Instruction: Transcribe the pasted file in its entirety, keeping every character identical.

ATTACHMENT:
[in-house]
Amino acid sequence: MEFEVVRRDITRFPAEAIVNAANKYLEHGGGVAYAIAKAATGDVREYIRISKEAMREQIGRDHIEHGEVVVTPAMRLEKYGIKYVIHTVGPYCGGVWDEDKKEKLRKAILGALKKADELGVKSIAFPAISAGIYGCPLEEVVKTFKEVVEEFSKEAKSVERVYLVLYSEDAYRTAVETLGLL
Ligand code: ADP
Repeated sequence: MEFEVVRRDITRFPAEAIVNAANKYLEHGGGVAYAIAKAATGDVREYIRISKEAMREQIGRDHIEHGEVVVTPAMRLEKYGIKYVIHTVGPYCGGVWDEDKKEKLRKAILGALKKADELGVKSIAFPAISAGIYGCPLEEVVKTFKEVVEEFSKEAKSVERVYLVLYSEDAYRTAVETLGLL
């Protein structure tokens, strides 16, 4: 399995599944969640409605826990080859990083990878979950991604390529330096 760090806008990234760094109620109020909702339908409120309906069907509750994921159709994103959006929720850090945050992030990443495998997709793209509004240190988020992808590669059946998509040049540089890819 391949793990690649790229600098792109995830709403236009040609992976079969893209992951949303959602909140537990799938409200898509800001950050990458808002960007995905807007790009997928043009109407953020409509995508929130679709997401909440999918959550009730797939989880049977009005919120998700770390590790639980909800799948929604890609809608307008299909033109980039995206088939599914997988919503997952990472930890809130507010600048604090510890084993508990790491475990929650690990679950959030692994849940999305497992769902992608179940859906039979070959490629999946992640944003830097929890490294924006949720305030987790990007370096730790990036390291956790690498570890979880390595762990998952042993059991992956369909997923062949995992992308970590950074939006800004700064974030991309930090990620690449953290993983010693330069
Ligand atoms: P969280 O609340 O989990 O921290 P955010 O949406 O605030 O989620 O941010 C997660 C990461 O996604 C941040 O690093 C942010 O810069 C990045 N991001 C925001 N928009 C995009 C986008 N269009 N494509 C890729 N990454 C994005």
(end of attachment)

[in-house]
Amino acid sequence: MEFEVVRRDITRFPAEAIVNAANKYLEHGGGVAYAIAKAATGDVREYIRISKEAMREQIGRDHIEHGEVVVTPAMRLEKYGIKYVIHTVGPYCGGVWDEDKKEKLRKAILGALKKADELGVKSIAFPAISAGIYGCPLEEVVKTFKEVVEEFSKEAKSVERVYLVLYSEDAYRTAVETLGLL
Ligand code: ADP
Repeated sequence: MEFEVVRRDITRFPAEAIVNAANKYLEHGGGVAYAIAKAATGDVREYIRISKEAMREQIGRDHIEHGEVVVTPAMRLEKYGIKYVIHTVGPYCGGVWDEDKKEKLRKAILGALKKADELGVKSIAFPAISAGIYGCPLEEVVKTFKEVVEEFSKEAKSVERVYLVLYSEDAYRTAVETLGLL
């Protein structure tokens, strides 16, 4: 399995599944969640409605826990080859990083990878979950991604390529330096 760090806008990234760094109620109020909702339908409120309906069907509750994921159709994103959006929720850090945050992030990443495998997709793209509004240190988020992808590669059946998509040049540089890819 391949793990690649790229600098792109995830709403236009040609992976079969893209992951949303959602909140537990799938409200898509800001950050990458808002960007995905807007790009997928043009109407953020409509995508929130679709997401909440999918959550009730797939989880049977009005919120998700770390590790639980909800799948929604890609809608307008299909033109980039995206088939599914997988919503997952990472930890809130507010600048604090510890084993508990790491475990929650690990679950959030692994849940999305497992769902992608179940859906039979070959490629999946992640944003830097929890490294924006949720305030987790990007370096730790990036390291956790690498570890979880390595762990998952042993059991992956369909997923062949995992992308970590950074939006800004700064974030991309930090990620690449953290993983010693330069
Ligand atoms: P969280 O609340 O989990 O921290 P955010 O949406 O605030 O989620 O941010 C997660 C990461 O996604 C941040 O690093 C942010 O810069 C990045 N991001 C925001 N928009 C995009 C986008 N269009 N494509 C890729 N990454 C994005």